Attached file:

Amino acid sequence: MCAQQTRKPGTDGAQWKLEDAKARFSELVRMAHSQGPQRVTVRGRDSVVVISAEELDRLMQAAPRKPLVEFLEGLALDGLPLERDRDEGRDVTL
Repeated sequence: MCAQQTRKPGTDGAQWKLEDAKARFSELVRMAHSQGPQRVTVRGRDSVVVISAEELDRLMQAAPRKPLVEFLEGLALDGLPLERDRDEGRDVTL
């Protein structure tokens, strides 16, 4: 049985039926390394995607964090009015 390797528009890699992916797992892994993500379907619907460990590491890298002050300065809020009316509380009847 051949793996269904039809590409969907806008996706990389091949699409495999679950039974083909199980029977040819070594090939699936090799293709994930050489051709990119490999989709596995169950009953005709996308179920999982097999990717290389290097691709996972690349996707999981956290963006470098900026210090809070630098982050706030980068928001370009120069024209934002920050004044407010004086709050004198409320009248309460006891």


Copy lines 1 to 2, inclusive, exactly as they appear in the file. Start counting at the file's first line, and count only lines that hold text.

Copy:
Amino acid sequence: MCAQQTRKPGTDGAQWKLEDAKARFSELVRMAHSQGPQRVTVRGRDSVVVISAEELDRLMQAAPRKPLVEFLEGLALDGLPLERDRDEGRDVTL
Repeated sequence: MCAQQTRKPGTDGAQWKLEDAKARFSELVRMAHSQGPQRVTVRGRDSVVVISAEELDRLMQAAPRKPLVEFLEGLALDGLPLERDRDEGRDVTL